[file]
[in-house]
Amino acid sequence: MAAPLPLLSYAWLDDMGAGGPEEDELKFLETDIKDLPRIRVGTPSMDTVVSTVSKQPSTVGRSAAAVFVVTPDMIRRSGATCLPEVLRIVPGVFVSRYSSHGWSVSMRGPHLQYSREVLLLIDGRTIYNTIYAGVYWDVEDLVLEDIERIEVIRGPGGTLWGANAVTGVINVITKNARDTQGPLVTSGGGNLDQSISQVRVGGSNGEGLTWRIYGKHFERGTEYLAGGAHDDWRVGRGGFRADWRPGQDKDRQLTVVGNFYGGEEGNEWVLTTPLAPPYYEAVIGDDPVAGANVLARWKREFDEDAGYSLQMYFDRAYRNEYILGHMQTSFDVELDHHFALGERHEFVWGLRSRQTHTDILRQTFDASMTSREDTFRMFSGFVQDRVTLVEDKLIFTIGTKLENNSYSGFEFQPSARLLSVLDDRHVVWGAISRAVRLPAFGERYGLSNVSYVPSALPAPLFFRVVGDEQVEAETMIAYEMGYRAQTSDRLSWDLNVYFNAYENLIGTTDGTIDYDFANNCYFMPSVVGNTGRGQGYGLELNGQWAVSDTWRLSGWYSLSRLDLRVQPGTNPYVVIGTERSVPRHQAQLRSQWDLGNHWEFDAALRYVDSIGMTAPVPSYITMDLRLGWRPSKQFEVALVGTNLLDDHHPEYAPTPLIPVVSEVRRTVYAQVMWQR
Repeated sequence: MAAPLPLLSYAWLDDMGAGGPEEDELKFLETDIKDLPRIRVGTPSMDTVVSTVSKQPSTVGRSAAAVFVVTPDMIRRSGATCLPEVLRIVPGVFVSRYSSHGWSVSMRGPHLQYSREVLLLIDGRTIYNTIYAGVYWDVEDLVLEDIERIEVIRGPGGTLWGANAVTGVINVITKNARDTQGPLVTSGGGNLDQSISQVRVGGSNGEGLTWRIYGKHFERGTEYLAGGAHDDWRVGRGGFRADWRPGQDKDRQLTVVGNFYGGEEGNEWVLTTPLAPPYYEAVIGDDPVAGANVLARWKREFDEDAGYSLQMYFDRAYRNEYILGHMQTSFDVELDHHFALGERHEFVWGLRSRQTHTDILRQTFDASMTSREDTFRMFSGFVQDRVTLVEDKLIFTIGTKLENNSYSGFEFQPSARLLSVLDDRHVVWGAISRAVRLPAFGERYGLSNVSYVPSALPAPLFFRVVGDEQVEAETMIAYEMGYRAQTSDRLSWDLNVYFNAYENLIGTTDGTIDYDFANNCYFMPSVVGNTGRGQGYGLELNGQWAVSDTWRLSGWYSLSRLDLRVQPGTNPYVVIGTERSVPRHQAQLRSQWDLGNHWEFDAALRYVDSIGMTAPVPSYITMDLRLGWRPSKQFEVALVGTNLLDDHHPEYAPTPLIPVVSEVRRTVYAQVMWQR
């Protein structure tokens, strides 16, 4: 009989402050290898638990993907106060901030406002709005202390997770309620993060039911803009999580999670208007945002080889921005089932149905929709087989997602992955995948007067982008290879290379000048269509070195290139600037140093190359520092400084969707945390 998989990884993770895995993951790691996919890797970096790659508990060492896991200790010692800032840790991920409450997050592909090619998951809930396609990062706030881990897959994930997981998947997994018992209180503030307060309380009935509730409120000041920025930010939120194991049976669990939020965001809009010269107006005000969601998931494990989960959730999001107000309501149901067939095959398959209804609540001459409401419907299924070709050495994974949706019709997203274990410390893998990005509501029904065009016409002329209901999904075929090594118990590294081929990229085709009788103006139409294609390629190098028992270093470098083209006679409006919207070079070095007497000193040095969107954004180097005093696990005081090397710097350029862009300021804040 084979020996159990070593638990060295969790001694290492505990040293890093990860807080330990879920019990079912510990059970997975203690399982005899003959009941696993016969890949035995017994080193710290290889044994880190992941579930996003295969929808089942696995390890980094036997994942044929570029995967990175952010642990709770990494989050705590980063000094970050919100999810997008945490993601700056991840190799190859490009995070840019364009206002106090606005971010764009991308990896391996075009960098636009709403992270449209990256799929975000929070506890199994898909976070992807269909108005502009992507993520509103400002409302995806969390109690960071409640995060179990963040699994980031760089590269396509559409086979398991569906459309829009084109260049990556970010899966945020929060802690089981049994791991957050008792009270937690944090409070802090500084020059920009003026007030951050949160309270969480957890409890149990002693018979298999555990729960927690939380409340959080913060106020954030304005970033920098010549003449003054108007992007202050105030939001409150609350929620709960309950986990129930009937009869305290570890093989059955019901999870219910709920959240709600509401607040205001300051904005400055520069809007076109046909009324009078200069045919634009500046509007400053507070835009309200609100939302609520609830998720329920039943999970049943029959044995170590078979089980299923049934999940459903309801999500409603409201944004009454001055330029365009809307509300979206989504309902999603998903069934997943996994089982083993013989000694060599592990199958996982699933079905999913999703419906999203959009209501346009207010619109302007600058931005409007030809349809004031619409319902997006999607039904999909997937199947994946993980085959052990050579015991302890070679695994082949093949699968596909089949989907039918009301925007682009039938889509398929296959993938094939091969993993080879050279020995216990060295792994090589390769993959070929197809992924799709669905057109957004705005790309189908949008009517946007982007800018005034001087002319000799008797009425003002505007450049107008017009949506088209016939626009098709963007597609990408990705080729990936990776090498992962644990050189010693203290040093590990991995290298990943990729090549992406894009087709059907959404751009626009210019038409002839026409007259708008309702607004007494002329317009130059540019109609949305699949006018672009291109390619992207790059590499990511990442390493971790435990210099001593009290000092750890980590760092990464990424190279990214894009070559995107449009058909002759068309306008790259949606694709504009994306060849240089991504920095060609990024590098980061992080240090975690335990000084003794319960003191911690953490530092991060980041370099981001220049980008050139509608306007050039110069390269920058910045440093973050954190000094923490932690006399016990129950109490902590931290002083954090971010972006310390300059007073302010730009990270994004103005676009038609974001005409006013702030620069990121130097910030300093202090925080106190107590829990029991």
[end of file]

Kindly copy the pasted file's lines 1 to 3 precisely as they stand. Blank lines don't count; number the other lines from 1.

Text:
[in-house]
Amino acid sequence: MAAPLPLLSYAWLDDMGAGGPEEDELKFLETDIKDLPRIRVGTPSMDTVVSTVSKQPSTVGRSAAAVFVVTPDMIRRSGATCLPEVLRIVPGVFVSRYSSHGWSVSMRGPHLQYSREVLLLIDGRTIYNTIYAGVYWDVEDLVLEDIERIEVIRGPGGTLWGANAVTGVINVITKNARDTQGPLVTSGGGNLDQSISQVRVGGSNGEGLTWRIYGKHFERGTEYLAGGAHDDWRVGRGGFRADWRPGQDKDRQLTVVGNFYGGEEGNEWVLTTPLAPPYYEAVIGDDPVAGANVLARWKREFDEDAGYSLQMYFDRAYRNEYILGHMQTSFDVELDHHFALGERHEFVWGLRSRQTHTDILRQTFDASMTSREDTFRMFSGFVQDRVTLVEDKLIFTIGTKLENNSYSGFEFQPSARLLSVLDDRHVVWGAISRAVRLPAFGERYGLSNVSYVPSALPAPLFFRVVGDEQVEAETMIAYEMGYRAQTSDRLSWDLNVYFNAYENLIGTTDGTIDYDFANNCYFMPSVVGNTGRGQGYGLELNGQWAVSDTWRLSGWYSLSRLDLRVQPGTNPYVVIGTERSVPRHQAQLRSQWDLGNHWEFDAALRYVDSIGMTAPVPSYITMDLRLGWRPSKQFEVALVGTNLLDDHHPEYAPTPLIPVVSEVRRTVYAQVMWQR
Repeated sequence: MAAPLPLLSYAWLDDMGAGGPEEDELKFLETDIKDLPRIRVGTPSMDTVVSTVSKQPSTVGRSAAAVFVVTPDMIRRSGATCLPEVLRIVPGVFVSRYSSHGWSVSMRGPHLQYSREVLLLIDGRTIYNTIYAGVYWDVEDLVLEDIERIEVIRGPGGTLWGANAVTGVINVITKNARDTQGPLVTSGGGNLDQSISQVRVGGSNGEGLTWRIYGKHFERGTEYLAGGAHDDWRVGRGGFRADWRPGQDKDRQLTVVGNFYGGEEGNEWVLTTPLAPPYYEAVIGDDPVAGANVLARWKREFDEDAGYSLQMYFDRAYRNEYILGHMQTSFDVELDHHFALGERHEFVWGLRSRQTHTDILRQTFDASMTSREDTFRMFSGFVQDRVTLVEDKLIFTIGTKLENNSYSGFEFQPSARLLSVLDDRHVVWGAISRAVRLPAFGERYGLSNVSYVPSALPAPLFFRVVGDEQVEAETMIAYEMGYRAQTSDRLSWDLNVYFNAYENLIGTTDGTIDYDFANNCYFMPSVVGNTGRGQGYGLELNGQWAVSDTWRLSGWYSLSRLDLRVQPGTNPYVVIGTERSVPRHQAQLRSQWDLGNHWEFDAALRYVDSIGMTAPVPSYITMDLRLGWRPSKQFEVALVGTNLLDDHHPEYAPTPLIPVVSEVRRTVYAQVMWQR